‘I have just got to tell them about Jesus’
Devan Hailey stood in the impromptu baptismal a Raleigh, North Carolina church set up in its parking lot, when Matt Johnson, one of the pastors, asked him two questions:
“Do you believe Jesus has done everything possible to save you and are you willing to do whatever He calls you to do and go wherever He calls you to go?”
Hailey, 24, said a resounding “yes” to both and Johnson plunged him down and up from the water, much as Tim Gerber, executive pastor for children and ministries, had done at Triad Baptist 16 years ago after Hailey accepted Christ in his office.
The latest step in that faith journey is a move to the Dominican Republic this spring where Hailey will tap Triad’s faith lessons and environmental engineering skills from N.C. State University to help Water@Work Ministry bring clean water and the good news of Jesus Christ to more than a million people.
He’ll serve as the fifth member of a team seeking to expand upon the ministry’s network of eight water treatment plants serving the country’s poorest areas. (Want to help? Support Hailey’s service in the Dominican Republic through the Water@Work website).
“I had been baptized before but the rebaptism at the Summit Church’s Brier Creek campus last November marked my giving my life back to God,” Hailey said.
“I had some bad choices in college and had been asking myself, ‘Do I want to continue going down this road with temporary happiness and no true satisfaction in the Lord?’ and the answer was, ‘No.’ ”
Making the transition from a small Christian school to a state university, Hailey said he plugged into campus ministry but only halfway, studying the Bible with one group and hanging out socially with another.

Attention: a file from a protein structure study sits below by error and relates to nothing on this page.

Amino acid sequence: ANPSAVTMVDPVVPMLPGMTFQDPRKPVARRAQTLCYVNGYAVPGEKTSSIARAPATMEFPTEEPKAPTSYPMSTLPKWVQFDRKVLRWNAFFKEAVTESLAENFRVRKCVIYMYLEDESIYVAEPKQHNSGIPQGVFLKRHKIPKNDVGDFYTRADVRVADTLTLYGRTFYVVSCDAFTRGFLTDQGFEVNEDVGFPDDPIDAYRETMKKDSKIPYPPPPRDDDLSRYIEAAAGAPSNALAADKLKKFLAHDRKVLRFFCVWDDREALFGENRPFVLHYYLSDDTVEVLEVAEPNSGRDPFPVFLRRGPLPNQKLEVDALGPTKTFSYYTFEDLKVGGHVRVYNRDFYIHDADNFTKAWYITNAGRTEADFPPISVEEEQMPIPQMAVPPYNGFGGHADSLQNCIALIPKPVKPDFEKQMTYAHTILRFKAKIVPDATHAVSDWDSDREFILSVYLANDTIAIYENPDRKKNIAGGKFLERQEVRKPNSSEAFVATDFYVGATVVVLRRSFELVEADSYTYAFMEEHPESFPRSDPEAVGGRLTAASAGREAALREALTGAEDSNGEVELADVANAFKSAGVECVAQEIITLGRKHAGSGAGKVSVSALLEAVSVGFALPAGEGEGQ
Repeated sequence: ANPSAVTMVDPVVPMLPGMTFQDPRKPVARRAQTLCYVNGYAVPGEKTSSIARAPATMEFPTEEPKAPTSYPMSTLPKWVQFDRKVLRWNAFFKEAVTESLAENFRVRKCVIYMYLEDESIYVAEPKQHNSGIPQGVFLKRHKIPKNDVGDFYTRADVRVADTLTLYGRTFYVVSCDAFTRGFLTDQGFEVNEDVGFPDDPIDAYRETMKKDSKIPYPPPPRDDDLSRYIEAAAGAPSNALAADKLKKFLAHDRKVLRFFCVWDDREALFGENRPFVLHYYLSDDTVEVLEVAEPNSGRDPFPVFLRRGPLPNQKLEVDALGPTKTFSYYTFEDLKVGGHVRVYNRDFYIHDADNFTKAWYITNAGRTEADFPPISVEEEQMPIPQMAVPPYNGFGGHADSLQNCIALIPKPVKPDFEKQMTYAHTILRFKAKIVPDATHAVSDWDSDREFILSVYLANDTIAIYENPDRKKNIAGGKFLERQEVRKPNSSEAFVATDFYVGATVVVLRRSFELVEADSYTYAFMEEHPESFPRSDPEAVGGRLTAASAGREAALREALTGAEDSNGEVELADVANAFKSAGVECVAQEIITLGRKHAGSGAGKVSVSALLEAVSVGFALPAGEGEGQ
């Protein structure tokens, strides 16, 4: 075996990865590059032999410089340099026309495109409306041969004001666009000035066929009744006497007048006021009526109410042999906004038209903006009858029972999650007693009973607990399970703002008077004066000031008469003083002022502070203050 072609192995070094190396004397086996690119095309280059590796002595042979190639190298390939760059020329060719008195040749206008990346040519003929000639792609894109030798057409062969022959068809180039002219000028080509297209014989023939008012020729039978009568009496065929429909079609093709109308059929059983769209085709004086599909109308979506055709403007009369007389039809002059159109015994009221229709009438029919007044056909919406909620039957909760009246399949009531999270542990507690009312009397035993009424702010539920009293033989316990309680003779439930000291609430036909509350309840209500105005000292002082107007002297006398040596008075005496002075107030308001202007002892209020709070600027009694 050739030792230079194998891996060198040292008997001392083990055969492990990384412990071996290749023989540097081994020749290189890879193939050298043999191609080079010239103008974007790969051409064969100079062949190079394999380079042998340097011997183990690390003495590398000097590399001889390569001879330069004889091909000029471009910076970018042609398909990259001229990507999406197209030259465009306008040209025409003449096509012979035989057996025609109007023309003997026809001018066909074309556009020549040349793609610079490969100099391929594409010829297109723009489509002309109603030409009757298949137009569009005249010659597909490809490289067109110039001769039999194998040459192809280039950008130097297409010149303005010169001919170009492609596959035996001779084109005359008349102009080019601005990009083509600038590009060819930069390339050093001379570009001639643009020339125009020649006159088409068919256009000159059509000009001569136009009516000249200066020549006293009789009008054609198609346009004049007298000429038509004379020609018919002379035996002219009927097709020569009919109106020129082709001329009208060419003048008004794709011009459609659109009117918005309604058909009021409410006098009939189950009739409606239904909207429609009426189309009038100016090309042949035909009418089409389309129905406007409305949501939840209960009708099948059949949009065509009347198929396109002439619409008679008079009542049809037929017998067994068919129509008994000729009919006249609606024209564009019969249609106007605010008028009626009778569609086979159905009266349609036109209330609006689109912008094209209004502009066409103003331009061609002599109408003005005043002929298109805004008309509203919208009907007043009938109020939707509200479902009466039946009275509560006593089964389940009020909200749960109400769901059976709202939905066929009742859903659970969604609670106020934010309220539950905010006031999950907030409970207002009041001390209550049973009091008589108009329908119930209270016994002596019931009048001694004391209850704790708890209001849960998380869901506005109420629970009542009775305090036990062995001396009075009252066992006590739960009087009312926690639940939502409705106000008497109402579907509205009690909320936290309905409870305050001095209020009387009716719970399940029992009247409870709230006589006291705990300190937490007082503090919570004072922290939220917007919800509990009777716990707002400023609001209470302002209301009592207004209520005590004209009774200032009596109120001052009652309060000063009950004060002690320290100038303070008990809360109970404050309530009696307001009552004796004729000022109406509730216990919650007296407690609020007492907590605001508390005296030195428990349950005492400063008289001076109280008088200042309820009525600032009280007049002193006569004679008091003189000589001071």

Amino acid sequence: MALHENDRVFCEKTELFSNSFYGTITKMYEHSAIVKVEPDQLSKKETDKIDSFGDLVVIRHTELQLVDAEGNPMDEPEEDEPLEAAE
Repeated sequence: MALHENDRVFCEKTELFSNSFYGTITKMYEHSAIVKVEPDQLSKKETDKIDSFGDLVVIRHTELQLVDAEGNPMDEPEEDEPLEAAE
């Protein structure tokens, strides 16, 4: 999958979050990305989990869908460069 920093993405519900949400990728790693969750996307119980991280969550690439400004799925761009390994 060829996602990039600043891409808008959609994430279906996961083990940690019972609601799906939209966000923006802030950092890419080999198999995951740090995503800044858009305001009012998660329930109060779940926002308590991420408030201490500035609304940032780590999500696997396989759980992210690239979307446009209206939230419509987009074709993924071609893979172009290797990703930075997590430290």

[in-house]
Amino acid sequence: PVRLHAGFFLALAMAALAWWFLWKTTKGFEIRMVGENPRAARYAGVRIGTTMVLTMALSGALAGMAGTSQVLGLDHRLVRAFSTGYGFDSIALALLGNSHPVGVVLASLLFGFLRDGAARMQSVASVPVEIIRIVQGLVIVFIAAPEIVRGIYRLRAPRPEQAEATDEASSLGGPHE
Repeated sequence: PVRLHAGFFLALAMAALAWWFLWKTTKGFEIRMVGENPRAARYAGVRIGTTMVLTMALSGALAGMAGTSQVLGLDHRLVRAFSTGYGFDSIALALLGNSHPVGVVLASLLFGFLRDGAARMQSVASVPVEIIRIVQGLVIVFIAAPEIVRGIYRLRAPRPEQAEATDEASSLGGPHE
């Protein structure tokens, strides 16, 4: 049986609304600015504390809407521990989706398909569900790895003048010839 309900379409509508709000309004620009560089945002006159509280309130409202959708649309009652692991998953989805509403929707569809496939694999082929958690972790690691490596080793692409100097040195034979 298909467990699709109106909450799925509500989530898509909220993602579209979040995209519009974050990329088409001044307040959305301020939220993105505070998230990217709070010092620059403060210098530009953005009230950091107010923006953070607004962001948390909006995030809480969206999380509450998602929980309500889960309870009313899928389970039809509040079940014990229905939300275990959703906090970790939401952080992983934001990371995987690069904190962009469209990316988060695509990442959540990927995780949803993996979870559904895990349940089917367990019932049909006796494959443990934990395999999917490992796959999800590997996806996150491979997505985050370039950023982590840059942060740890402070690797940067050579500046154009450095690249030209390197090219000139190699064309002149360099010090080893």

“That can pull you in a bad direction,” he said. “I’d encourage anyone going off to college to get plugged into a good campus ministry and also make those same people who share your faith your core friends to help keep you accountable to God and on track.
“You’ve also got to learn to keep balance yourself and be disciplined as a Christian and keep yourself connected to God because if you don’t no one else will.”
During the highs and lows of his college days, Hailey credits parents Ron and Michelle Hailey with loving him unconditionally and regularly and unapologetically speaking Biblical truth into his life.
“My mom and I in particular always talked or texted every other day,” Hailey said. “The way my mom showed me love no matter what helped solidify my faith and although it annoyed me at times, I saw that no matter what I did she stuck by my side. It was the same with my dad. They prayed for the best for me, and I know this position in the Dominican Republic is the result.”
With his ministry to the Dominican Republic, Hailey joins a growing group of Triad Baptist members-turned-missionaries but is the first to turn science into service.
The funny thing about that, Hailey said, is how God made it happen. He thought he chose N.C. State because of his math and science strengths and an engineering major as a logical use of those skills.